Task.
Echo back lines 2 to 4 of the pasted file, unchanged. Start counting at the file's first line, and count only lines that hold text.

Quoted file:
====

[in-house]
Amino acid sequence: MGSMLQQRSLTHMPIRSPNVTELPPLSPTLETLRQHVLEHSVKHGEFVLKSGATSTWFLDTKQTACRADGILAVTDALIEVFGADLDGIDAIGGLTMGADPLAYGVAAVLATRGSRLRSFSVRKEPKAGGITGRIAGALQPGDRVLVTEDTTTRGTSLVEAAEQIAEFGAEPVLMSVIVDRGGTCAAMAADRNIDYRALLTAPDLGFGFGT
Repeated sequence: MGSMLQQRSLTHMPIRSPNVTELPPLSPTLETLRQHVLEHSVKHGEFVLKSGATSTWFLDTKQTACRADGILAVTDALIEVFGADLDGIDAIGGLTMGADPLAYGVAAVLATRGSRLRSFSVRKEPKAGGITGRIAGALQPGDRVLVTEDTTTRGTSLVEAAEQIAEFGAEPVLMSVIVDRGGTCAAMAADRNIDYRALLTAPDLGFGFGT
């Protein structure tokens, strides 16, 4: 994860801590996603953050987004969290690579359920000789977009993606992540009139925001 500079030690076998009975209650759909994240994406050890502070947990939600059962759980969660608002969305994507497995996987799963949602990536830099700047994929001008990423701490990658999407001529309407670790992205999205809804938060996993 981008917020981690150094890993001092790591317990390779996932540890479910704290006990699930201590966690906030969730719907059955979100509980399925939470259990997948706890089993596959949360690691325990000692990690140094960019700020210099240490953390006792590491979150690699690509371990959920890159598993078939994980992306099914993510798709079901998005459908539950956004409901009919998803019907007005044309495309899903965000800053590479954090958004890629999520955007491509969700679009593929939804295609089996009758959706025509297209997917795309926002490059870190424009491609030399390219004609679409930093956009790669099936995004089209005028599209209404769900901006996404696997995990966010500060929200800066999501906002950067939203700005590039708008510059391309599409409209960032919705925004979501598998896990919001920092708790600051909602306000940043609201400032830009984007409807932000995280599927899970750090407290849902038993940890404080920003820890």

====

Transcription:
Amino acid sequence: MGSMLQQRSLTHMPIRSPNVTELPPLSPTLETLRQHVLEHSVKHGEFVLKSGATSTWFLDTKQTACRADGILAVTDALIEVFGADLDGIDAIGGLTMGADPLAYGVAAVLATRGSRLRSFSVRKEPKAGGITGRIAGALQPGDRVLVTEDTTTRGTSLVEAAEQIAEFGAEPVLMSVIVDRGGTCAAMAADRNIDYRALLTAPDLGFGFGT
Repeated sequence: MGSMLQQRSLTHMPIRSPNVTELPPLSPTLETLRQHVLEHSVKHGEFVLKSGATSTWFLDTKQTACRADGILAVTDALIEVFGADLDGIDAIGGLTMGADPLAYGVAAVLATRGSRLRSFSVRKEPKAGGITGRIAGALQPGDRVLVTEDTTTRGTSLVEAAEQIAEFGAEPVLMSVIVDRGGTCAAMAADRNIDYRALLTAPDLGFGFGT
């Protein structure tokens, strides 16, 4: 994860801590996603953050987004969290690579359920000789977009993606992540009139925001 500079030690076998009975209650759909994240994406050890502070947990939600059962759980969660608002969305994507497995996987799963949602990536830099700047994929001008990423701490990658999407001529309407670790992205999205809804938060996993 981008917020981690150094890993001092790591317990390779996932540890479910704290006990699930201590966690906030969730719907059955979100509980399925939470259990997948706890089993596959949360690691325990000692990690140094960019700020210099240490953390006792590491979150690699690509371990959920890159598993078939994980992306099914993510798709079901998005459908539950956004409901009919998803019907007005044309495309899903965000800053590479954090958004890629999520955007491509969700679009593929939804295609089996009758959706025509297209997917795309926002490059870190424009491609030399390219004609679409930093956009790669099936995004089209005028599209209404769900901006996404696997995990966010500060929200800066999501906002950067939203700005590039708008510059391309599409409209960032919705925004979501598998896990919001920092708790600051909602306000940043609201400032830009984007409807932000995280599927899970750090407290849902038993940890404080920003820890």